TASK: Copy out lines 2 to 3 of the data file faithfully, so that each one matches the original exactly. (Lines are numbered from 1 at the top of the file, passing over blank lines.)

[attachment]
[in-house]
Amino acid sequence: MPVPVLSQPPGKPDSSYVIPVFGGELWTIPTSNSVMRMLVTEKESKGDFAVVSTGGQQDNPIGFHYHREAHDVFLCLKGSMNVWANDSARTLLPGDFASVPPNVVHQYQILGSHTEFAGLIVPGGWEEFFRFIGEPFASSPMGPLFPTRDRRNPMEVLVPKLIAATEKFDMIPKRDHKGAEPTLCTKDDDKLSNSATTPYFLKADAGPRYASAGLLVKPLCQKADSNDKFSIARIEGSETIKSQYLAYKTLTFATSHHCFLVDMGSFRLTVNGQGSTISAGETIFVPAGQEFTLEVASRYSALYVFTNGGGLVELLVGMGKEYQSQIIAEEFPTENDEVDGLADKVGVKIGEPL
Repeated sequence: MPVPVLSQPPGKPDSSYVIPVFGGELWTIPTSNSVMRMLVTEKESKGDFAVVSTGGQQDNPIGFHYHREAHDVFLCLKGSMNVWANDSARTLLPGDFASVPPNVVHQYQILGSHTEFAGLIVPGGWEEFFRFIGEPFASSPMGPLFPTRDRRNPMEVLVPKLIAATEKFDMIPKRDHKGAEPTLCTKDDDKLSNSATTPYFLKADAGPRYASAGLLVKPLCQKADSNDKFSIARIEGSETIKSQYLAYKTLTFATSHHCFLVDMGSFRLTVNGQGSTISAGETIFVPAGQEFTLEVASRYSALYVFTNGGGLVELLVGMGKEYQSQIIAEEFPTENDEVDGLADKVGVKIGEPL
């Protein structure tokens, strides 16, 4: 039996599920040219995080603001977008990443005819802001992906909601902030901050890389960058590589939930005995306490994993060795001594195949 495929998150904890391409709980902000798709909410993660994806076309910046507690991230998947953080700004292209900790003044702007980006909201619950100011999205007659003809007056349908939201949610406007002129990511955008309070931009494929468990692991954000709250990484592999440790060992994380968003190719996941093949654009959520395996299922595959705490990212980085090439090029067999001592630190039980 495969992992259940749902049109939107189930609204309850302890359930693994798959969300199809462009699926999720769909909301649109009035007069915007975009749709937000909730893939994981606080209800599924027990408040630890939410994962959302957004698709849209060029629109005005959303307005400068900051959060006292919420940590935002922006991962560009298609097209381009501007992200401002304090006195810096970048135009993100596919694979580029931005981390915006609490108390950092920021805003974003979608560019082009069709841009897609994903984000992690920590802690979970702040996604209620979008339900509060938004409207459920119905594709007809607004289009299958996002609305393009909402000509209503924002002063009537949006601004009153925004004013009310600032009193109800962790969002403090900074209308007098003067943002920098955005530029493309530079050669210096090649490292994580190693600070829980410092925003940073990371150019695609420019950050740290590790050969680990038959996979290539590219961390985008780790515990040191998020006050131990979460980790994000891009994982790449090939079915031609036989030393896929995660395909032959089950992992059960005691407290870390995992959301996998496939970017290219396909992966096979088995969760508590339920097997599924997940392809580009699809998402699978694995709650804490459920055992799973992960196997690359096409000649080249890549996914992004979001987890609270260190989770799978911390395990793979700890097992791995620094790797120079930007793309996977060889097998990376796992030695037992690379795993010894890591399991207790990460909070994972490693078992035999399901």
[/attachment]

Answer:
Amino acid sequence: MPVPVLSQPPGKPDSSYVIPVFGGELWTIPTSNSVMRMLVTEKESKGDFAVVSTGGQQDNPIGFHYHREAHDVFLCLKGSMNVWANDSARTLLPGDFASVPPNVVHQYQILGSHTEFAGLIVPGGWEEFFRFIGEPFASSPMGPLFPTRDRRNPMEVLVPKLIAATEKFDMIPKRDHKGAEPTLCTKDDDKLSNSATTPYFLKADAGPRYASAGLLVKPLCQKADSNDKFSIARIEGSETIKSQYLAYKTLTFATSHHCFLVDMGSFRLTVNGQGSTISAGETIFVPAGQEFTLEVASRYSALYVFTNGGGLVELLVGMGKEYQSQIIAEEFPTENDEVDGLADKVGVKIGEPL
Repeated sequence: MPVPVLSQPPGKPDSSYVIPVFGGELWTIPTSNSVMRMLVTEKESKGDFAVVSTGGQQDNPIGFHYHREAHDVFLCLKGSMNVWANDSARTLLPGDFASVPPNVVHQYQILGSHTEFAGLIVPGGWEEFFRFIGEPFASSPMGPLFPTRDRRNPMEVLVPKLIAATEKFDMIPKRDHKGAEPTLCTKDDDKLSNSATTPYFLKADAGPRYASAGLLVKPLCQKADSNDKFSIARIEGSETIKSQYLAYKTLTFATSHHCFLVDMGSFRLTVNGQGSTISAGETIFVPAGQEFTLEVASRYSALYVFTNGGGLVELLVGMGKEYQSQIIAEEFPTENDEVDGLADKVGVKIGEPL